“Kechillax brotha!!” says the man who needs no introduction around Sydney’s restaurant scene.
Trendsetter and stalwart of Malaysian cuisine, this restaurateur’s unique collection of Chinta Ria restaurants introduced roti with jazz and R & B to Melbournians in the mid 1980s. He then took Sydney by storm way back in 1998, launching the iconic Chinta Ria Temple of Love at Cockle Bay Wharf.
In 2o11, Chinta Ria … Mood for Love and Sassy’s Red began oozing sexy and seductive nuances into the food scene at Westfield Sydney. Since then, fine dining and large restaurants have stumbled and many fell by the wayside. The trend towards casual dining is inevitable as restaurants are scaling down in size. Tapas and shared plates are becoming the norm and dining out should not bust the wallet.
Kechil means ‘small’ in Bahasa and being quick to spot new trends and adapt, this restaurateur is banking on a small space to do big things in a suburb which has hitherto been culinarily challenged.
The dining scene in Double Bay needs excitement and Simon Goh (cover image above) has now opened his latest venture in Chinta Kechil.
A mere 16-seat restaurant, the decor resembles an old Malaysian kopitiam or coffee house.
“My restaurant is only two days old but looks like it’s a hundred years old” he laughs.
“Nothing appears new because I want a comfortable and nostalgic setting” he adds.
Unlike the giant buddha at the Temple of Love, Goh’s restaurant insignia takes on a smaller scale to accommodate the small and cozy space.
The menu is true to Chinta’s style – casual hawker food you will find in a Malaysian eating house.
Prices are very competitive - under $10 for finger food, noodles and rice dishes started from $13.80 and nothing on the menu goes beyond $15.80. In an affluent suburb like Double Bay, this kind of pricing strategy should ‘rattle the cage’ and shake up the sleepy dining scene.
The snap fried pastry on the curry puffs is light and fluffy and the vegetarian innards take on mild rather than full-on heat.
Spicy mee goreng is stir-fried with fishcake slices, prawns, chicken and fresh sprouts. Curry powder and spices add the familiar flavours from Malaysia.
The flavours of turmeric, lemongrass and ginger are quintessential in Malaysian style satays. Dipped into a rich, spicy peanut sauce, this kind of finger food is Malaysian style tapas dining at its best.
“We’ve finally changed our laksa recipe after many years” Goh tells us. “I prefer my laksa without too much coconut milk, so our laksa is lighter and more robust in flavour.”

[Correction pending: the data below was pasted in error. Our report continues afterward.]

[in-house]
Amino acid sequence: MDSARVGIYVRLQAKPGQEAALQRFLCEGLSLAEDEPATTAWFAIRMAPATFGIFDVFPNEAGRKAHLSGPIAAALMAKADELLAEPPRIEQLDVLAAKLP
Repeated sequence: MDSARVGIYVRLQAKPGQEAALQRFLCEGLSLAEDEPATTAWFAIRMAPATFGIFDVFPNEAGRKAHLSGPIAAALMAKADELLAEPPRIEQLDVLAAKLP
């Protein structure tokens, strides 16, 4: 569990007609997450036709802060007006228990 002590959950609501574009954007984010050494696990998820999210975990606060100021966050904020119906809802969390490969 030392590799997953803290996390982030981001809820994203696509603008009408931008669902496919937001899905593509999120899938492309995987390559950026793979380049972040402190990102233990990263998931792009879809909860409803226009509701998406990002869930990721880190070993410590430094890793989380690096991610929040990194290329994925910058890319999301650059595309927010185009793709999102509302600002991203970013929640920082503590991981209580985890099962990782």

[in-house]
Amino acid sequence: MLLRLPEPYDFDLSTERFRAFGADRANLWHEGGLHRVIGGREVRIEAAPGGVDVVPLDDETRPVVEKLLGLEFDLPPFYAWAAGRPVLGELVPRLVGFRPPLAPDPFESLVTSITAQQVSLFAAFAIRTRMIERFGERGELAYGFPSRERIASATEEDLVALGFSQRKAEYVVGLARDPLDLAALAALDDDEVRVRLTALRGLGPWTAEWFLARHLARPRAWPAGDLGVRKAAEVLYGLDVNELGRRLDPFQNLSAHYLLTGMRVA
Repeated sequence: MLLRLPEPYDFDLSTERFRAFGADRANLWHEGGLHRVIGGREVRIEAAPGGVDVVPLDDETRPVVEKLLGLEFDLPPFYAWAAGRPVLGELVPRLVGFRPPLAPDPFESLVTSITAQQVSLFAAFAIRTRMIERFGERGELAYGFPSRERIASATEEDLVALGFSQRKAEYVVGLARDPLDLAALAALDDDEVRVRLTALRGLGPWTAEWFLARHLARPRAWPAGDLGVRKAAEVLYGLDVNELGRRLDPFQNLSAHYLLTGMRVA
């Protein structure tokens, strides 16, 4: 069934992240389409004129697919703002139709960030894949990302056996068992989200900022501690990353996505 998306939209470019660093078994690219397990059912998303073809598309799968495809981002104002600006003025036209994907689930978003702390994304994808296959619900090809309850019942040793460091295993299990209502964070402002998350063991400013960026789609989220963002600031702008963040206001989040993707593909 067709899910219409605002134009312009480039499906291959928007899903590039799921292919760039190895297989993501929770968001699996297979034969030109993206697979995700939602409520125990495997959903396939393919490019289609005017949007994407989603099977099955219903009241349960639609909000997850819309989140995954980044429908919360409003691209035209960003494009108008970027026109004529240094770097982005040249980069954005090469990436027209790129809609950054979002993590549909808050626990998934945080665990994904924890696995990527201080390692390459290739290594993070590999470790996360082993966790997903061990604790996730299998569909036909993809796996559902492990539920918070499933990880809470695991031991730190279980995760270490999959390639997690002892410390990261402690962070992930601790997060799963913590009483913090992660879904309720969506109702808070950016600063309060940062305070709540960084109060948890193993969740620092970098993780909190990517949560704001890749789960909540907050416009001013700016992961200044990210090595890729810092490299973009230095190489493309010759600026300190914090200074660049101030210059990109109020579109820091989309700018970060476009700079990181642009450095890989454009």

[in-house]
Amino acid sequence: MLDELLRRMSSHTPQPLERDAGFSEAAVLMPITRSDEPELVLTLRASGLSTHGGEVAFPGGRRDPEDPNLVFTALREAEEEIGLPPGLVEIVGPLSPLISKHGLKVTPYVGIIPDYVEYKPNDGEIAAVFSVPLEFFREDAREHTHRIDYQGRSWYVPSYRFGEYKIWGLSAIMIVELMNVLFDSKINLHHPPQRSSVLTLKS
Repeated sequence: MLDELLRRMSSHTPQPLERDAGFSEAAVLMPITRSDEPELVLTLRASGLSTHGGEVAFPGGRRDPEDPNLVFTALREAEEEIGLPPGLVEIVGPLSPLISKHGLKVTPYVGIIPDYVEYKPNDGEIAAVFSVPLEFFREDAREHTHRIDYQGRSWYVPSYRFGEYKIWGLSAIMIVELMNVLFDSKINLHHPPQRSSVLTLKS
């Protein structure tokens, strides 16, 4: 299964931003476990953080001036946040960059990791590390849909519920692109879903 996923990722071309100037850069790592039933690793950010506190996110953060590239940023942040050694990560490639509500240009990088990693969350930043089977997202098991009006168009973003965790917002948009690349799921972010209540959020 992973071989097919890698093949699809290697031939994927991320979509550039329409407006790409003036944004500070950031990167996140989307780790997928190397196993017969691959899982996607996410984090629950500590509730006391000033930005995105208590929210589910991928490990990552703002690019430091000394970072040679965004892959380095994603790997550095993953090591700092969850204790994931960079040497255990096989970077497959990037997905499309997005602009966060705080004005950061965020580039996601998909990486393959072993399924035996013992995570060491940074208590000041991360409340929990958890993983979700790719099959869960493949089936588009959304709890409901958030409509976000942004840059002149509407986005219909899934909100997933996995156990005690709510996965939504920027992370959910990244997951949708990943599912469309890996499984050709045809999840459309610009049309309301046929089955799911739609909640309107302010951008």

Chinta Kechil’s seafood laksa comes with large prawn cutlets, chunky pieces of fish, squid, fish cakes and deep-fried tofu puffs. The piquant broth is gritty, spicy and punchy.
Just like Goh, this laksa is stylish with an attitude to match and we find ourselves slurping up the last spoonfuls.
For assam laksa lovers, the tamarind fish laksa is enticing in pink, red, yellow, green with its tangy and spicy fish broth.
Basil, lemongrass, Spanish onions, pineapple and cucumber are fresh and aromatic while the signature ingredient of fermented shrimp paste is gentle against the rich fish broth.
Chinta’s nyonya kuih is a special dessert not on its menu. Two logs of green pandan-flavoured crepe work like a treat with a coconut and gula melaka filling.
Sago delight is one of Chinta’s speciality for many years now. Soft little sago pearls in chilled coconut cream and gula melaka are refreshing after a spicy meal.
True to his passion for jazz, R & B and soul, Goh tells me about his exciting plan for a vintage jazz lounge at the adjoining property behind the restaurant.
“It’s in the planning stage but it should be happening in a few months time” he says.
We are dining at the bar counter on high stools with our backs against the hustle and bustle of New South Head road.
In front of us, we observe the chefs tossing noodles in the kitchen with their fiery woks.
What in the world does Kechillax mean you might ask?
Goh says his latest restaurant is a small space to chill and relax.
Chinta Kechil literally means ‘small love’ in Bahasa. But Goh’s plan for hot food and cool jazz in Double Bay is pretty big and passionate.
So dear readers, do you have a favourite casual restaurant in Sydney where you enjoy the food and ambience?
ChopinandMysaucepan is a personal friend of Simon Goh and dined courtesy of Chinta Kechil. Prices are for readers’ information. All views and opinions are our own.
342 New South Head road
Double Bay, New South Wales
Tel: +61 2 9327 8888
Opening hours: Tuesday – Sunday 11.30am – 9pm